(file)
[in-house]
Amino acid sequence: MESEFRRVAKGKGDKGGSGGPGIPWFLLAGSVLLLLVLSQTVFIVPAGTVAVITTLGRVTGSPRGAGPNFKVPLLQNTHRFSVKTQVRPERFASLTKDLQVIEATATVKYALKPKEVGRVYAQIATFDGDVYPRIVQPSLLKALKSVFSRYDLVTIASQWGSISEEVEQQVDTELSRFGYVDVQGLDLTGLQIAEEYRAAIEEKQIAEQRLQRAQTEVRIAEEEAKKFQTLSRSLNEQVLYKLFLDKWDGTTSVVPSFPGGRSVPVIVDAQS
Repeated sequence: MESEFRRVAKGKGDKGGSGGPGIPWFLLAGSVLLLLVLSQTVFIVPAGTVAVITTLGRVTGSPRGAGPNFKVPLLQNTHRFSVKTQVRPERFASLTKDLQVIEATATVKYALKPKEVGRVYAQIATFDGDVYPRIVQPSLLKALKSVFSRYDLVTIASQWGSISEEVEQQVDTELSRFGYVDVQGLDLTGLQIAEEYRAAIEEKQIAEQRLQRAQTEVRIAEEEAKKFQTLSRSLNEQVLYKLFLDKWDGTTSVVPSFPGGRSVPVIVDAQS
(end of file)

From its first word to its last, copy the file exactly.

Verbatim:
[in-house]
Amino acid sequence: MESEFRRVAKGKGDKGGSGGPGIPWFLLAGSVLLLLVLSQTVFIVPAGTVAVITTLGRVTGSPRGAGPNFKVPLLQNTHRFSVKTQVRPERFASLTKDLQVIEATATVKYALKPKEVGRVYAQIATFDGDVYPRIVQPSLLKALKSVFSRYDLVTIASQWGSISEEVEQQVDTELSRFGYVDVQGLDLTGLQIAEEYRAAIEEKQIAEQRLQRAQTEVRIAEEEAKKFQTLSRSLNEQVLYKLFLDKWDGTTSVVPSFPGGRSVPVIVDAQS
Repeated sequence: MESEFRRVAKGKGDKGGSGGPGIPWFLLAGSVLLLLVLSQTVFIVPAGTVAVITTLGRVTGSPRGAGPNFKVPLLQNTHRFSVKTQVRPERFASLTKDLQVIEATATVKYALKPKEVGRVYAQIATFDGDVYPRIVQPSLLKALKSVFSRYDLVTIASQWGSISEEVEQQVDTELSRFGYVDVQGLDLTGLQIAEEYRAAIEEKQIAEQRLQRAQTEVRIAEEEAKKFQTLSRSLNEQVLYKLFLDKWDGTTSVVPSFPGGRSVPVIVDAQS